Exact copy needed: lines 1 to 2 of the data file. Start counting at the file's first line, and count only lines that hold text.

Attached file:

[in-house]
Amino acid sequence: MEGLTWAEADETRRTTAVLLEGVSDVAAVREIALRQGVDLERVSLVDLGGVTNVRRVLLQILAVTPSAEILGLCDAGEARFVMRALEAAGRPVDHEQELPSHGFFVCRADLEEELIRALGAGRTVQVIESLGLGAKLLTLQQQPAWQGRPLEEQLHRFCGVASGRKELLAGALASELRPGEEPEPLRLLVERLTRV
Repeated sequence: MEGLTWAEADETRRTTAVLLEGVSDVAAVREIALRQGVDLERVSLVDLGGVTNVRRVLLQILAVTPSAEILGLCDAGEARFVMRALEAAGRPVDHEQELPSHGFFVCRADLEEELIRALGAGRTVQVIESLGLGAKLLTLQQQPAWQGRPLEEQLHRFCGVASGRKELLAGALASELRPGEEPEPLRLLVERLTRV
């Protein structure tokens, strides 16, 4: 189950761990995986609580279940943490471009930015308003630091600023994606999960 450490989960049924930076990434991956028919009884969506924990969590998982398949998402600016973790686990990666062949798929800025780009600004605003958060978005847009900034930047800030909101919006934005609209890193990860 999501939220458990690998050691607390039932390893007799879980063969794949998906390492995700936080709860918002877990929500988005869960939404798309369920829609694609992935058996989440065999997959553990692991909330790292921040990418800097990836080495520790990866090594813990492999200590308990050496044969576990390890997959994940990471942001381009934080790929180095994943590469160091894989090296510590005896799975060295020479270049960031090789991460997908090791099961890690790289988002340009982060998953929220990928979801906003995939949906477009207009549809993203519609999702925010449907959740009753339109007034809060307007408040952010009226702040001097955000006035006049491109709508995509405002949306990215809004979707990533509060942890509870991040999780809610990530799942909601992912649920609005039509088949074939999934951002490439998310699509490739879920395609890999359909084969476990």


[in-house]
Amino acid sequence: MEGLTWAEADETRRTTAVLLEGVSDVAAVREIALRQGVDLERVSLVDLGGVTNVRRVLLQILAVTPSAEILGLCDAGEARFVMRALEAAGRPVDHEQELPSHGFFVCRADLEEELIRALGAGRTVQVIESLGLGAKLLTLQQQPAWQGRPLEEQLHRFCGVASGRKELLAGALASELRPGEEPEPLRLLVERLTRV